|Elevation||767 ft (234 m)|
|Area||0.24 sq mi (1 km2)|
|- land||0.24 sq mi (1 km2)|
|- water||0.00 sq mi (0 km2)|
|Density||917.9 / sq mi (354 / km2)|
|- summer (DST)||CDT (UTC-5)|
|Wikimedia Commons: Cooksville, Illinois|
Cooksville is located at (40.542278, -88.716274).
According to the 2010 census, the village has a total area of 0.24 square miles (0.62 km2), all land.
Founding of Cooksville
Cooksville was laid out under the name Kochsville on December 4, 1882 by Frederick Wilhelm Koch (September 4, 1829 – May 4, 1900). Within a year of its founding the name was changed to Cooksville. Koch was a Bloomington Real estate dealer. He was born in Westphalia, in what is now Germany, and arrived in the United States on 6 November 1854. Koch was in Bloomington by 1860. He sold thirty or forty lots near his home in west Bloomington, and this neighborhood soon became known as Kochsville, giving Koch the honor of having two McLean County places named in his honor. The town of Kochsville was founded when the Clinton, Bloomington and Northeastern Railroad was finished from Colfax to Bloomington; in 1880 the part of the railroad from Kankakee to Colfax had been finished, resulting in the 1880 founding of Cropsey, Anchor, and Colfax; but the remainder of the railroad was delayed for two years. The railroad was soon taken over by the Illinois Central and was sometimes known as the Bloomer Line. After requests for the grain elevators to join Alliance Grain, operator of the Bloomer Line, were denied, the tracks from Colfax to Cooksville were removed. This left road transportation as the only available method for grain.
Design and Growth of Cooksville
Cooksville was incorporated in December 1901. The population of the town peaked in 1910 with 332 people. The design of the original Town of Cooksville was a rectangle north of the tracks with the southern blocks slightly truncated because the railroad did not run exactly east and west. The Original Town contained about fifty-five lots. The depot was on the north side of the tracks and the two early elevators on the south side. Soon small additions were laid out south of the tracks and on the east side of the Original Town. In 1883 William G. Darnell established the first grain elevator in Cooksville. Harvey W. Crumbacker also moved to the town in 1883. He established a hardware store and in 1902 built a two story brick building in the town.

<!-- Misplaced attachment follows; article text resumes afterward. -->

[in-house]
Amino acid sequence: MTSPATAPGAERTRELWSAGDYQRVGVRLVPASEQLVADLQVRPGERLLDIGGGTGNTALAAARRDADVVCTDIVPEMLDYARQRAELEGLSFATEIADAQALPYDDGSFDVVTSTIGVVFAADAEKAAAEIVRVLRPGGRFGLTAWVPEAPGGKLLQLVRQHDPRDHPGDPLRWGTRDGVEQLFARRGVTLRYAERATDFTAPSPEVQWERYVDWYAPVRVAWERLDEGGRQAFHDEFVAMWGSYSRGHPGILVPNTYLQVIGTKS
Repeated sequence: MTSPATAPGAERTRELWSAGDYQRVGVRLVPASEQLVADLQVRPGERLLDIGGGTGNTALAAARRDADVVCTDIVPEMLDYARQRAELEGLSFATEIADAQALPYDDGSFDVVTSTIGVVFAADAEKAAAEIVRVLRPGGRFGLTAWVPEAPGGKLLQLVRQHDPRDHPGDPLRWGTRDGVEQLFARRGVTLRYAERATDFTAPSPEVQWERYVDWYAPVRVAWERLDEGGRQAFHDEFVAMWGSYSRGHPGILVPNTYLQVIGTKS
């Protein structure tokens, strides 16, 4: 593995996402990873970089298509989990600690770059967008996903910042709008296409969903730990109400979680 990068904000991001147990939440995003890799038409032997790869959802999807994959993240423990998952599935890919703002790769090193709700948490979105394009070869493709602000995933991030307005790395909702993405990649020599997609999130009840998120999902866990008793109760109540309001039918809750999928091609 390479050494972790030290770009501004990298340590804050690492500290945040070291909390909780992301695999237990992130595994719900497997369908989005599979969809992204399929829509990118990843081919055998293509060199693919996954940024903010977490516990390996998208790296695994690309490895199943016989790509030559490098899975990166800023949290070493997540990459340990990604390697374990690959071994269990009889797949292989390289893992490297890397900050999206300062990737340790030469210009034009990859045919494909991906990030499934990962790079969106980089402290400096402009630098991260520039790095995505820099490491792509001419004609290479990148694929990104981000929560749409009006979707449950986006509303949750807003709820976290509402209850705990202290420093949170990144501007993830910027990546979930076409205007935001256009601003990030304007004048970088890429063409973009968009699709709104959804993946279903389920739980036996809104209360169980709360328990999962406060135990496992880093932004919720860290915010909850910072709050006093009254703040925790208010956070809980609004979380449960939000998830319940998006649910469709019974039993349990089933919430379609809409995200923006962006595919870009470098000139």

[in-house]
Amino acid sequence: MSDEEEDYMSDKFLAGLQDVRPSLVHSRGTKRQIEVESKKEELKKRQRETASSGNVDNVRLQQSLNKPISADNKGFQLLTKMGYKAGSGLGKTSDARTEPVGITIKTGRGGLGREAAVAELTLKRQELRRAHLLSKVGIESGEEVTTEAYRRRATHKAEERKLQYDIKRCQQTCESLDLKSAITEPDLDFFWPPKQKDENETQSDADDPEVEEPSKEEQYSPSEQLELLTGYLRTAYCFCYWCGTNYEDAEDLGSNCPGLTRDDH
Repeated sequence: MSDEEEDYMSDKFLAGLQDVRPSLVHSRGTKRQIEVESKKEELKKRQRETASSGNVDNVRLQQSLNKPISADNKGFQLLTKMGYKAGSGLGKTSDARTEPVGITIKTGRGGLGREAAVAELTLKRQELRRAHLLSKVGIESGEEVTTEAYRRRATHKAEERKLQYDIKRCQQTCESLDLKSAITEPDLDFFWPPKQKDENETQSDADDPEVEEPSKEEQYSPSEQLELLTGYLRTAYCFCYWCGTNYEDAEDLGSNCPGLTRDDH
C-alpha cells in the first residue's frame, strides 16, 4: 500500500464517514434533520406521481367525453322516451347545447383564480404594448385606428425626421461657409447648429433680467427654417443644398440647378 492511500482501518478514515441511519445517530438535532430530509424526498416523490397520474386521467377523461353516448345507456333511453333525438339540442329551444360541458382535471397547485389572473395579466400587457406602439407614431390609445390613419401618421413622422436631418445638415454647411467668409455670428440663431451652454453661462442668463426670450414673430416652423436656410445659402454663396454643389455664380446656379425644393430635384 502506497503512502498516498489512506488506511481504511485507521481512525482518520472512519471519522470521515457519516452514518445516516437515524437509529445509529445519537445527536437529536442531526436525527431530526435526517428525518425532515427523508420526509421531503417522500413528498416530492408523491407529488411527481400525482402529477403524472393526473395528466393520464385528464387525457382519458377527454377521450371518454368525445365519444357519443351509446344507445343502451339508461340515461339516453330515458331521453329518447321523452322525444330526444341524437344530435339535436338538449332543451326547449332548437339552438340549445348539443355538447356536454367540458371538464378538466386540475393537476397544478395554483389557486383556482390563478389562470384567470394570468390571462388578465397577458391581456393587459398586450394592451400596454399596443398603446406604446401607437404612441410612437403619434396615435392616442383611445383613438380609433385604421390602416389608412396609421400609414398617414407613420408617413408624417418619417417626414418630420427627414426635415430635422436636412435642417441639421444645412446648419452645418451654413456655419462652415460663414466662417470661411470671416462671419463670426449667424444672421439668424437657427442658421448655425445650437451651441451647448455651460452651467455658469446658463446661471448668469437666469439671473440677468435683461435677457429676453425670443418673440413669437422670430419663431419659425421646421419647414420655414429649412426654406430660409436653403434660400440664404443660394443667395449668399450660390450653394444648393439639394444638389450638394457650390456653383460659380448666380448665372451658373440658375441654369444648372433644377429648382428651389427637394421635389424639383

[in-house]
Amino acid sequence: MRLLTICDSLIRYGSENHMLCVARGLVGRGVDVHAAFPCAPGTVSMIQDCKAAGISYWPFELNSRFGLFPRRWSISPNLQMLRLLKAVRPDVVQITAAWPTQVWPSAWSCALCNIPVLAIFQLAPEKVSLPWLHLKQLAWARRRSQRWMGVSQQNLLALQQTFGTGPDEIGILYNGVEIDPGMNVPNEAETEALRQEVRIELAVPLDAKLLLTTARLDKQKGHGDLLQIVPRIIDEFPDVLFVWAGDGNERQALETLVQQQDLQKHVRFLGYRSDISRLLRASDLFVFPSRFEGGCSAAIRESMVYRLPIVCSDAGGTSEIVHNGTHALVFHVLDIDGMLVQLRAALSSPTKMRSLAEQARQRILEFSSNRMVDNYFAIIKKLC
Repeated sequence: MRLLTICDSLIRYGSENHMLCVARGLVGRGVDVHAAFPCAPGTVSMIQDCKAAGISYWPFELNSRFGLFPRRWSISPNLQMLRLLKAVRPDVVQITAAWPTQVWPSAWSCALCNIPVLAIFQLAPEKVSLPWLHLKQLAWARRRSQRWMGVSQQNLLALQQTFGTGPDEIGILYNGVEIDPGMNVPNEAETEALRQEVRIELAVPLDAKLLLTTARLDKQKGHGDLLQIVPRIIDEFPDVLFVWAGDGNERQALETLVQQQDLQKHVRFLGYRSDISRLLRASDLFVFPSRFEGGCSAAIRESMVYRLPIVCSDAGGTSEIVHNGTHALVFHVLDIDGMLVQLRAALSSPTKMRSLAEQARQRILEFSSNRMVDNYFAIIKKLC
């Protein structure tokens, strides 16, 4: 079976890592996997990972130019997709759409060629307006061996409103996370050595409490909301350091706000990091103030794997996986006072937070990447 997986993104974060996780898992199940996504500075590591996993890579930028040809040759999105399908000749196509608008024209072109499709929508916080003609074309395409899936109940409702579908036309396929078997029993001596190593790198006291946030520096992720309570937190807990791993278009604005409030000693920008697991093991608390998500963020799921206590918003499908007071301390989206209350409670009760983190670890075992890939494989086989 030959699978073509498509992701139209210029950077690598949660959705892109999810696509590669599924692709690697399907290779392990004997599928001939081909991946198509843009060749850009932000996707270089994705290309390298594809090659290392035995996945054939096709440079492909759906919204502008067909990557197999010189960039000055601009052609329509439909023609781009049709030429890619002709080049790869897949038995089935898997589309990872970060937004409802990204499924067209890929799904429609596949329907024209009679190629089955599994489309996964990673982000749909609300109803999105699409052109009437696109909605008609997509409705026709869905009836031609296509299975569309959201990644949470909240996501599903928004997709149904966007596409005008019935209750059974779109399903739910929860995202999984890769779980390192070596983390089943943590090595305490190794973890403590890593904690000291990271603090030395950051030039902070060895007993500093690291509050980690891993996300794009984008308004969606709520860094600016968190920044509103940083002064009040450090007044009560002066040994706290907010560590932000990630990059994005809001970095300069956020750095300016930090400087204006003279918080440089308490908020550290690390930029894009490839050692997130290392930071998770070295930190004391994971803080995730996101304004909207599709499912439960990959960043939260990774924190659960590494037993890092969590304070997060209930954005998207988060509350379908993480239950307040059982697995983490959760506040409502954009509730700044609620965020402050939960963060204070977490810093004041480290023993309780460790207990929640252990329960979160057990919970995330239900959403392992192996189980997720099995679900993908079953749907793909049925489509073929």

|Decennial US Census|
As of the census of 2000, there were 213 people, 91 households, and 64 families residing in the village. The population density was 917.9 people per square mile (357.6/km²). There were 94 housing units at an average density of 405.1 per square mile (157.8/km²). The racial makeup of the village was 99.53% White, 0.47% from other races. Hispanic or Latino of any race were 0.47% of the population.
There were 91 households out of which 28.6% had children under the age of 18 living with them, 59.3% were married couples living together, 12.1% had a female householder with no husband present, and 28.6% were non-families. 25.3% of all households were made up of individuals and 12.1% had someone living alone who was 65 years of age or older. The average household size was 2.34 and the average family size was 2.82.
In the village the population was spread out with 23.5% under the age of 18, 9.9% from 18 to 24, 29.6% from 25 to 44, 25.8% from 45 to 64, and 11.3% who were 65 years of age or older. The median age was 37 years. For every 100 females there were 85.2 males. For every 100 females age 18 and over, there were 83.1 males.
The median income for a household in the village was $41,094, and the median income for a family was $48,125. Males had a median income of $31,563 versus $23,594 for females. The per capita income for the village was $16,984. None of the families and 0.8% of the population were living below the poverty line.
Cooksville Illinois is within Ridgeview School District (colfax il)
- "US Gazetteer files: 2010, 2000, and 1990". United States Census Bureau. 2011-02-12. Retrieved 2011-04-23.
- "Places: Illinois". 2010 Census Gazetteer Files. United States Census Bureau. Retrieved 2012-10-13.
- Historical Encyclopedia of Illinois and History of McLean County (Chicago: Munsell, 1908. p. 902.
- Jacob L. Hasbrouck, History of McLean County (Indianapolis and Topeka: Historical Publishing Company, 1924) p. 89.
- Historical Encyclopedia, 1908, p.686.
- Combined Indexed Atlas, 1856–1914, McLean County, Illinois (Bloomington: McLean County Historical Society and McLean County Genealogical Society, 2006) P.59.
- Historical Encyclopedia, 1908, p. 996.
- Historical Encyclopedia, 1908, p.990.
- "American FactFinder". United States Census Bureau. Retrieved 2008-01-31.